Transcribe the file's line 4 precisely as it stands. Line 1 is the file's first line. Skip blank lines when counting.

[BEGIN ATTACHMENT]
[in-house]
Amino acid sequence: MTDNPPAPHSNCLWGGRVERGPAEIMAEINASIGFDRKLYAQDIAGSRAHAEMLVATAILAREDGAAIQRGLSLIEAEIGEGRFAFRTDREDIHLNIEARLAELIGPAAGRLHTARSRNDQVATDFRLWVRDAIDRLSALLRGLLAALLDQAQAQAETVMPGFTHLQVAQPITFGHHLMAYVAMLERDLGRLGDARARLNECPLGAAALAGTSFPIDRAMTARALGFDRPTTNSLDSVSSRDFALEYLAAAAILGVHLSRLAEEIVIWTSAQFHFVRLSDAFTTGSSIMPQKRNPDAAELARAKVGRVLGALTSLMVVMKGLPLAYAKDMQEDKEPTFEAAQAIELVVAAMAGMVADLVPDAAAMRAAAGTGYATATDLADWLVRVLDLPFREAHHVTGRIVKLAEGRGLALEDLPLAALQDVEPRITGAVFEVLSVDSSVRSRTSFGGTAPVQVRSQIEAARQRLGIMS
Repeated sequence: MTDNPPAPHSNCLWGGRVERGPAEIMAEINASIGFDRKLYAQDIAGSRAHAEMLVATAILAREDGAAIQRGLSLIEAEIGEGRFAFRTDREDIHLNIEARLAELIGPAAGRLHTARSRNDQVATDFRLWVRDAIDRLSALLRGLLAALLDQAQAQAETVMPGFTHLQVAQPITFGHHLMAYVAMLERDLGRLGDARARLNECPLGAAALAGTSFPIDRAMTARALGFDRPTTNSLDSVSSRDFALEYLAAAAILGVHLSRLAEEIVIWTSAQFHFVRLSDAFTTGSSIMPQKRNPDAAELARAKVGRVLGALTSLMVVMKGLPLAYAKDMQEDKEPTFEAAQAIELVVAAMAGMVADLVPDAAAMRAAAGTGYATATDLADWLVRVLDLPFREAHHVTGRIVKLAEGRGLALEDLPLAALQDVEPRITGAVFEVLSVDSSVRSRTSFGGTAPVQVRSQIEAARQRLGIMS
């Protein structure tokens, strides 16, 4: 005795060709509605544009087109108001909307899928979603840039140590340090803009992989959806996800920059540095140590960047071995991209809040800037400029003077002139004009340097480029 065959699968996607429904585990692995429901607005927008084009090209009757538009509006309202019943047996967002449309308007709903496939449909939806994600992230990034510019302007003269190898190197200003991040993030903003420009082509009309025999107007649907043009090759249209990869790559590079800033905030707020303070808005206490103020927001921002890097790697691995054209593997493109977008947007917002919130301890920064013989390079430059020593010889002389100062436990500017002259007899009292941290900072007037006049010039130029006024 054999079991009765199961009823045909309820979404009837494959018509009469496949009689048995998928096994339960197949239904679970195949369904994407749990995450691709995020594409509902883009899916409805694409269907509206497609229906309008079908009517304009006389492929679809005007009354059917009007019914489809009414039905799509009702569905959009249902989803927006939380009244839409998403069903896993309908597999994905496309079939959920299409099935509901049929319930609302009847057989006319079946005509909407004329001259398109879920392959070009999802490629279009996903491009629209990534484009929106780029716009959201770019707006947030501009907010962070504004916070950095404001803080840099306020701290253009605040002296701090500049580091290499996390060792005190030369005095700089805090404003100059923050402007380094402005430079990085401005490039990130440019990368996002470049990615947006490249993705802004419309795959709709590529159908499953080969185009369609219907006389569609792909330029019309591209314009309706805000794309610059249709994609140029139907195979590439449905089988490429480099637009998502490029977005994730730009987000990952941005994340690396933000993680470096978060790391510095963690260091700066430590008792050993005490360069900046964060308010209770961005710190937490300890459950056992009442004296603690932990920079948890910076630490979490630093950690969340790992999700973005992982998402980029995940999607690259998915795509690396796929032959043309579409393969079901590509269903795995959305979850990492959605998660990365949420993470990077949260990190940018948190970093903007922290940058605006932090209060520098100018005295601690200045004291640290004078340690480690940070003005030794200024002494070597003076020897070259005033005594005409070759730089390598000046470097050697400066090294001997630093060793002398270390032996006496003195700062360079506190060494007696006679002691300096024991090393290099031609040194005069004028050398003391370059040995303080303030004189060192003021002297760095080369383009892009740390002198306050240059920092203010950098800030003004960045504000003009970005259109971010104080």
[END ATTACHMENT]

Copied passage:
């Protein structure tokens, strides 16, 4: 005795060709509605544009087109108001909307899928979603840039140590340090803009992989959806996800920059540095140590960047071995991209809040800037400029003077002139004009340097480029 065959699968996607429904585990692995429901607005927008084009090209009757538009509006309202019943047996967002449309308007709903496939449909939806994600992230990034510019302007003269190898190197200003991040993030903003420009082509009309025999107007649907043009090759249209990869790559590079800033905030707020303070808005206490103020927001921002890097790697691995054209593997493109977008947007917002919130301890920064013989390079430059020593010889002389100062436990500017002259007899009292941290900072007037006049010039130029006024 054999079991009765199961009823045909309820979404009837494959018509009469496949009689048995998928096994339960197949239904679970195949369904994407749990995450691709995020594409509902883009899916409805694409269907509206497609229906309008079908009517304009006389492929679809005007009354059917009007019914489809009414039905799509009702569905959009249902989803927006939380009244839409998403069903896993309908597999994905496309079939959920299409099935509901049929319930609302009847057989006319079946005509909407004329001259398109879920392959070009999802490629279009996903491009629209990534484009929106780029716009959201770019707006947030501009907010962070504004916070950095404001803080840099306020701290253009605040002296701090500049580091290499996390060792005190030369005095700089805090404003100059923050402007380094402005430079990085401005490039990130440019990368996002470049990615947006490249993705802004419309795959709709590529159908499953080969185009369609219907006389569609792909330029019309591209314009309706805000794309610059249709994609140029139907195979590439449905089988490429480099637009998502490029977005994730730009987000990952941005994340690396933000993680470096978060790391510095963690260091700066430590008792050993005490360069900046964060308010209770961005710190937490300890459950056992009442004296603690932990920079948890910076630490979490630093950690969340790992999700973005992982998402980029995940999607690259998915795509690396796929032959043309579409393969079901590509269903795995959305979850990492959605998660990365949420993470990077949260990190940018948190970093903007922290940058605006932090209060520098100018005295601690200045004291640290004078340690480690940070003005030794200024002494070597003076020897070259005033005594005409070759730089390598000046470097050697400066090294001997630093060793002398270390032996006496003195700062360079506190060494007696006679002691300096024991090393290099031609040194005069004028050398003391370059040995303080303030004189060192003021002297760095080369383009892009740390002198306050240059920092203010950098800030003004960045504000003009970005259109971010104080």